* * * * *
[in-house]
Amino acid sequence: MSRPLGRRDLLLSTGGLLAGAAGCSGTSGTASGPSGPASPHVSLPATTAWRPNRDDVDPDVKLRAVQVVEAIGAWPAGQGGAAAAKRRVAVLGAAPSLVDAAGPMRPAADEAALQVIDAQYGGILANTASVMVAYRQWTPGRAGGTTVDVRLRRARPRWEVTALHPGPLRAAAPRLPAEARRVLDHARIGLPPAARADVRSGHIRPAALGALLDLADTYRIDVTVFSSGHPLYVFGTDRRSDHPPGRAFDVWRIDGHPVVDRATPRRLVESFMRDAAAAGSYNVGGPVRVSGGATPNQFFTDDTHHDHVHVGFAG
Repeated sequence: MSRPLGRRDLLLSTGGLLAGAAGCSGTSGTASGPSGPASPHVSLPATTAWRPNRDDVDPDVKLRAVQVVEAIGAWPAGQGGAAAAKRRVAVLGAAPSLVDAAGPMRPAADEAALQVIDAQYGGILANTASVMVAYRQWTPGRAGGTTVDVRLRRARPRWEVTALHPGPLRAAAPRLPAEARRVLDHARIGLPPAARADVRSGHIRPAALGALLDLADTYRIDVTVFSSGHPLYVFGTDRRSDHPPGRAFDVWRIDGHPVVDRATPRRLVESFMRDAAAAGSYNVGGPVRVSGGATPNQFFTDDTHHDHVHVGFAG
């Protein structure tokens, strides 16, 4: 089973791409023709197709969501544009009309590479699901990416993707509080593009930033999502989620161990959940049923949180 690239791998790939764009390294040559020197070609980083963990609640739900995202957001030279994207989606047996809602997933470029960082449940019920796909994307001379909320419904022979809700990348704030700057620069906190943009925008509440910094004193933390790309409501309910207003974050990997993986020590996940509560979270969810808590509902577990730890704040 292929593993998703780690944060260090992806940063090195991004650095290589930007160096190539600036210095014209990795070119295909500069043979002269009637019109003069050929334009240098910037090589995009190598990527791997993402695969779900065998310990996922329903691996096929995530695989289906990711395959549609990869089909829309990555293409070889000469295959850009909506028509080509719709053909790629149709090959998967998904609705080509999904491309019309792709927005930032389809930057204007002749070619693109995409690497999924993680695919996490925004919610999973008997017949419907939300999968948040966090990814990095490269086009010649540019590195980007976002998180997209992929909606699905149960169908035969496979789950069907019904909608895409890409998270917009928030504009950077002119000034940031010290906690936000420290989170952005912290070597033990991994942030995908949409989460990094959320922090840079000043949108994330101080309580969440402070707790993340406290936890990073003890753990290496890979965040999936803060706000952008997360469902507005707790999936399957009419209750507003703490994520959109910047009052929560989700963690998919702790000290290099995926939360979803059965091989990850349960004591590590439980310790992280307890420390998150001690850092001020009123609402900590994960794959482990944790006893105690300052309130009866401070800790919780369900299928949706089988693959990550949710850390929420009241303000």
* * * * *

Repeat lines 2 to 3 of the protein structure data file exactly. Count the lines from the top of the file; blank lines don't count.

Amino acid sequence: MSRPLGRRDLLLSTGGLLAGAAGCSGTSGTASGPSGPASPHVSLPATTAWRPNRDDVDPDVKLRAVQVVEAIGAWPAGQGGAAAAKRRVAVLGAAPSLVDAAGPMRPAADEAALQVIDAQYGGILANTASVMVAYRQWTPGRAGGTTVDVRLRRARPRWEVTALHPGPLRAAAPRLPAEARRVLDHARIGLPPAARADVRSGHIRPAALGALLDLADTYRIDVTVFSSGHPLYVFGTDRRSDHPPGRAFDVWRIDGHPVVDRATPRRLVESFMRDAAAAGSYNVGGPVRVSGGATPNQFFTDDTHHDHVHVGFAG
Repeated sequence: MSRPLGRRDLLLSTGGLLAGAAGCSGTSGTASGPSGPASPHVSLPATTAWRPNRDDVDPDVKLRAVQVVEAIGAWPAGQGGAAAAKRRVAVLGAAPSLVDAAGPMRPAADEAALQVIDAQYGGILANTASVMVAYRQWTPGRAGGTTVDVRLRRARPRWEVTALHPGPLRAAAPRLPAEARRVLDHARIGLPPAARADVRSGHIRPAALGALLDLADTYRIDVTVFSSGHPLYVFGTDRRSDHPPGRAFDVWRIDGHPVVDRATPRRLVESFMRDAAAAGSYNVGGPVRVSGGATPNQFFTDDTHHDHVHVGFAG